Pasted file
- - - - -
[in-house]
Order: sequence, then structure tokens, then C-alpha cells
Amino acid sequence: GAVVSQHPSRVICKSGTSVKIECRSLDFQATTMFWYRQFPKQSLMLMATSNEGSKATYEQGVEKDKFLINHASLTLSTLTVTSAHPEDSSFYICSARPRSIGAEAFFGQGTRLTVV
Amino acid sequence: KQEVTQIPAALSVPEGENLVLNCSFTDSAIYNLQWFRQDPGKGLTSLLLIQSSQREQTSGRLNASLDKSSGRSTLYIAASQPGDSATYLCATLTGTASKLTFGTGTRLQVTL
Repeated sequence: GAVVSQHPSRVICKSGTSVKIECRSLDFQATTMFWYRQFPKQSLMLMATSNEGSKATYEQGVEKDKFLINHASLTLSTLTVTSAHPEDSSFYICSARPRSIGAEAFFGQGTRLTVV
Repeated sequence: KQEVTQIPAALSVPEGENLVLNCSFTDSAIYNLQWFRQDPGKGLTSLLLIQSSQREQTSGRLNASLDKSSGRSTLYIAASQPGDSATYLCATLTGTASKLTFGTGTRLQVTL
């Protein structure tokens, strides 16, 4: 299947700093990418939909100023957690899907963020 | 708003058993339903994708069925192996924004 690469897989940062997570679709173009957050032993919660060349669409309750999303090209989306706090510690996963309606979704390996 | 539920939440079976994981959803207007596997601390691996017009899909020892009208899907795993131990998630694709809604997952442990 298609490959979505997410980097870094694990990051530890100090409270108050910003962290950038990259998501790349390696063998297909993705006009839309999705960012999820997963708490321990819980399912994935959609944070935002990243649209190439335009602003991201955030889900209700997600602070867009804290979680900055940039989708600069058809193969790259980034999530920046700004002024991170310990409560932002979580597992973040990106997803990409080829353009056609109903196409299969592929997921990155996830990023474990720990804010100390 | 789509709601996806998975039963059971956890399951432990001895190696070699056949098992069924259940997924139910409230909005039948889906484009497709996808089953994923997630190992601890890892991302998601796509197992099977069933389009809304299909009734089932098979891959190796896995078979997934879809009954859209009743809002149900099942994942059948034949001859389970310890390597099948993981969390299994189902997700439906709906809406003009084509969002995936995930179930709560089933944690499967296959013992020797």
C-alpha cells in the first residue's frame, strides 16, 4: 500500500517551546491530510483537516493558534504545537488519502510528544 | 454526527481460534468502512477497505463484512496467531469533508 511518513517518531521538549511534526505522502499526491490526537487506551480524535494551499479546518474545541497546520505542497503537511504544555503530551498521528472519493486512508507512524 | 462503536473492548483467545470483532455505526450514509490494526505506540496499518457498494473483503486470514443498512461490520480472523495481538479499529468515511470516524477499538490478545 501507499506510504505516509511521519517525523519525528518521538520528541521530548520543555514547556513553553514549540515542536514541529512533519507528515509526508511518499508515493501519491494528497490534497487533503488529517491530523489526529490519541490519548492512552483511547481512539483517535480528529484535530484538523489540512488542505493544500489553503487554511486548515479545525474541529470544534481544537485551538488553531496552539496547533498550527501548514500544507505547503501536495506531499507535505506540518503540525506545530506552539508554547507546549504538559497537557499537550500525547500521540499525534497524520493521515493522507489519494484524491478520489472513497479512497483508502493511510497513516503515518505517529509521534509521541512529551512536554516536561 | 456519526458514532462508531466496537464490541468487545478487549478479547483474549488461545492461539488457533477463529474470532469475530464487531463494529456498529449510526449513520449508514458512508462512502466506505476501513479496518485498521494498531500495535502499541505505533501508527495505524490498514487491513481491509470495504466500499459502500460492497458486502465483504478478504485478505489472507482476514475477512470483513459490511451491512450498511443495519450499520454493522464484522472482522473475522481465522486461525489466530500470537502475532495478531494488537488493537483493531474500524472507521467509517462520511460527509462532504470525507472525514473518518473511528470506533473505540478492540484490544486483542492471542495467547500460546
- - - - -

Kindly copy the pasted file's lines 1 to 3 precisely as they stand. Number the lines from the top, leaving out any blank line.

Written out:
[in-house]
Order: sequence, then structure tokens, then C-alpha cells
Amino acid sequence: GAVVSQHPSRVICKSGTSVKIECRSLDFQATTMFWYRQFPKQSLMLMATSNEGSKATYEQGVEKDKFLINHASLTLSTLTVTSAHPEDSSFYICSARPRSIGAEAFFGQGTRLTVV